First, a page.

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HATCO CORP. v. W.R. GRACE & CO. - CONN.

UNITED STATES DISTRICT COURT FOR THE DISTRICT OF NEW JERSEY


April 29, 1994

HATCO CORPORATION, Plaintiff,
v.
W.R. GRACE & CO. - CONN., Defendant, Third-Party Plaintiff, v. ALLSTATE INSURANCE CO., et al., Third-Party Defendants.

The opinion of the court was delivered by: ALFRED M. WOLIN

OPINION

 Wolin, District Judge

 Currently pending before the Court are three motions for reconsideration of the Court's Opinion -- Hatco Corp. v. W.R. Grace & Co., 836 F. Supp. 1049 (D.N.J. 1993) (the "Apportionment Opinion"), and the related Order dated November 1, 1993. Plaintiff Hatco has filed two motions, one concerning Hatco's contribution claim under the New Jersey Spill Act, and the other regarding paragraph 4 of the Order. Defendant Grace has also filed a motion for reconsideration, taking issue with various aspects of the apportionment scheme set forth in the Apportionment Opinion. The Court has reviewed the parties written submissions and has considered the motions pursuant to Federal Rule of Civil Procedure 78. *fn1"

 Before turning to the parties' motions, it serves to note that the Court has not been idle during the months intervening the issuance of the Apportionment Opinion and the current consideration of the pending motions. During this time, the Court thrice amended the 110-page Apportionment Opinion and also issued a related 125-page Opinion, dated March 1, 1994 (the "Allocation Opinion"), in which the Court allocated between the parties costs incurred to remediate the environmental contamination at the Fords property, in accordance with the apportionment scheme predominantly established in the Apportionment Opinion. As a consequence, the Court has, without intention, already addressed certain of the issues raised in the pending motions.

 A. Standard of Review

 A motion for reconsideration, brought pursuant to Federal Rule of Civil Procedure 12(I), may address only factual and legal matters that the Court may have overlooked. This statement gives rise to two limitations that control the Court's review.

 First, a motion for reconsideration will only succeed where "dispositive factual matters or controlling decisions of law" were presented to the Court but not considered. Pelham v. United States, 661 F. Supp. 1063, 1065 (D.N.J. 1987). A motion for reconsideration is not an appeal. It is improper on a motion for reconsideration to "'ask the Court to rethink what [it] had already thought through -- rightly or wrongly.'" Oritani Sav. & Loan Ass'n v. Fidelity & Deposit Co., 744 F. Supp. 1311, 1314 (D.N.J.) (quoting Above the Belt v. Mel Bohannan Roofing, Inc., 99 F.R.D. 99, 101 (E.D. Va. 1983)). Thus, a party "must show more than a disagreement with the court's decision." Panna v. Firstrust Sav. Bank, 760 F. Supp. 432, 435 (D.N.J. 1991). A mere "recapitulation of the cases and arguments considered by the court before rendering its original decision fails to carry the moving party's burden." Carteret Sav. Bank, F.A. v. Shushan, 721 F. Supp. 705, 709 (D.N.J. 1989).

 Instead, the moving party is obligated to point out controlling facts or dispositive case law that the Court necessarily overlooked in rendering its decision. Very often, this obligation requires the moving party to produce "newly discovered, non-cumulative evidence." Oritani S & L, 744 F. Supp. at 1314 (citing Johnson v. Township of Bensalem, 609 F. Supp. 1340, 1342 n.1 (E.D. Pa. 1985)).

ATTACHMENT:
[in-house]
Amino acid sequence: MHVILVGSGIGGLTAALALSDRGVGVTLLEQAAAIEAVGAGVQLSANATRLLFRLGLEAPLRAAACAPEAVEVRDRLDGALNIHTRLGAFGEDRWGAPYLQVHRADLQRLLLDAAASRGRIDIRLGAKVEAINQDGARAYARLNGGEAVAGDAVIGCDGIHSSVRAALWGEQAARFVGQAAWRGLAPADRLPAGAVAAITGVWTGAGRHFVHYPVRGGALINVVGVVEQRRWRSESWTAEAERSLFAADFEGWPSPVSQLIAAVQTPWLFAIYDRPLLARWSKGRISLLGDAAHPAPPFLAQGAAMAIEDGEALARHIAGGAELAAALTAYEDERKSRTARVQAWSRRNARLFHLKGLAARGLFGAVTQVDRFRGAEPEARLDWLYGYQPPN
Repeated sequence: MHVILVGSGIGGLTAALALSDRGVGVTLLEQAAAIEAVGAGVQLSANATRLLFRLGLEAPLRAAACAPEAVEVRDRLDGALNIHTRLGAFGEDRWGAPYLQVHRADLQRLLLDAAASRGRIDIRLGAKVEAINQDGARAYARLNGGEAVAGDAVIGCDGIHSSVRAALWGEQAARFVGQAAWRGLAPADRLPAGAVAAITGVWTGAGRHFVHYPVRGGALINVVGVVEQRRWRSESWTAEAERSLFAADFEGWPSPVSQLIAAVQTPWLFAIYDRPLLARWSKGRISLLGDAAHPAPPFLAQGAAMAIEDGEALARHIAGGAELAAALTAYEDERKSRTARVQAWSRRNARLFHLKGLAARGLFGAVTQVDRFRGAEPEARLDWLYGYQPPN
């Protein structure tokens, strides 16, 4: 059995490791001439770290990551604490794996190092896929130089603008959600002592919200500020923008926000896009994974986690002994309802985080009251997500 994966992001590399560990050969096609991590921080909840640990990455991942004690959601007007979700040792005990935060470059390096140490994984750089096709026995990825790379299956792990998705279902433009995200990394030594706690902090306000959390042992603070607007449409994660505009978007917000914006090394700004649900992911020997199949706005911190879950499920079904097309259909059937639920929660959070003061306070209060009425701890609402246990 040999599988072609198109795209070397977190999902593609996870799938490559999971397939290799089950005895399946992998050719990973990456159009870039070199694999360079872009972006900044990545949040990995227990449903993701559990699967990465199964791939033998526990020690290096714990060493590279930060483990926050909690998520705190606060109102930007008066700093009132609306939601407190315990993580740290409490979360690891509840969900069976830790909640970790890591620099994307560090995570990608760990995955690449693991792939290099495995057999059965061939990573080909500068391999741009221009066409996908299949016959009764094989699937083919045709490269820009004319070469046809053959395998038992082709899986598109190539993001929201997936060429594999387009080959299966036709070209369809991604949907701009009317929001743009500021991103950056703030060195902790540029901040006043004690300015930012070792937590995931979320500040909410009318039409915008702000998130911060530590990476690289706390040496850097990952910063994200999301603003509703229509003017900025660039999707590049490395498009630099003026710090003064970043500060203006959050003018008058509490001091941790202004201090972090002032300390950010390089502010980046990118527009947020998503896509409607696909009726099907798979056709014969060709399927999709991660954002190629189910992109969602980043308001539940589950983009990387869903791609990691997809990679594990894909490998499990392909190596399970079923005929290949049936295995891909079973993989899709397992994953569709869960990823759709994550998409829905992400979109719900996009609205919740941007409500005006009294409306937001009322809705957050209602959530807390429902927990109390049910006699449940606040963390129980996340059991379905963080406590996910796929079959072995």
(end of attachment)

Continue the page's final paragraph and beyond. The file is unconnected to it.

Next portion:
Second, the rule "does not contemplate a Court looking to matters which were not originally presented." Florham Park Chevron, Inc. v. Chevron U.S.A., Inc., 680 F. Supp. 159, 162 (D.N.J. 1988). Indeed, there is a strong policy against entertaining reconsideration motions based on evidence that was readily available at the time that the original motion was heard, but, for whatever reasons, was not presented to the Court. As a result, the court may, in its discretion, refuse to consider such evidence. Florham Park Chevron, 680 F. Supp. at 162-63.

 It should be noted, however, that if a court finds that its consideration of evidence offered for the first time on a motion for reargument may lead to a different result than was reached originally, the court has discretion to consider it. Panna, 760 F. Supp. at 435. In its discretion, the Court may grant a motion for reconsideration where the record was inadequately developed on a particular issue. New York Guardian Mortgagee Corp. v. Cleland, 473 F. Supp. 409, 422 (S.D.N.Y. 1979).

 But, the Court is also aware that relief under Rule 121 should only be granted "very sparingly." Maldonado v. Lucca, 636 F. Supp. 621, 630 (D.N.J. 1986). Moreover, Local Rule 12(I) obligates the moving party to concisely specify the suspect aspects of a court's opinion with all due particularity. It is with these standards in mind that the Court reviews the parties' arguments.

 B. Hatco's Motion Regarding the Spill Act

 In the Apportionment Opinion, the Court addressed Hatco's claim for contribution under the Spill Act and concluded that compliance with the National Contingency Plan ("NCP") was a condition for recovery under the Spill Act. See Allocation Opinion, 836 F. Supp. at 1093. In one of its pending motions, Hatco has urged the Court to reconsider whether NCP compliance is an element of a cause of action for contribution under the Spill Act.

 The Court will not reexamine the issue here and refers the parties to the Allocation Opinion, wherein the Court concluded that Hatco substantially complied with the relevant NCP provisions while undertaking the various remediation projects which to date have been the subject of the pending cost recovery action. See Allocation Opinion, Conclusions of Law ("COL") PP 61-74. Given this determination, the Court concluded that Hatco could recover under the Spill Act regardless of whether NCP compliance is a requirement under the Spill Act. Id. at COL P 87. Accordingly, the Court advised that its earlier assessment of the NCP's relevance to the Spill Act should be viewed as nonbinding and thus expressly left to another day -- and to another court -- the question of whether NCP compliance is prerequisite for recovery under the Spill Act. Id.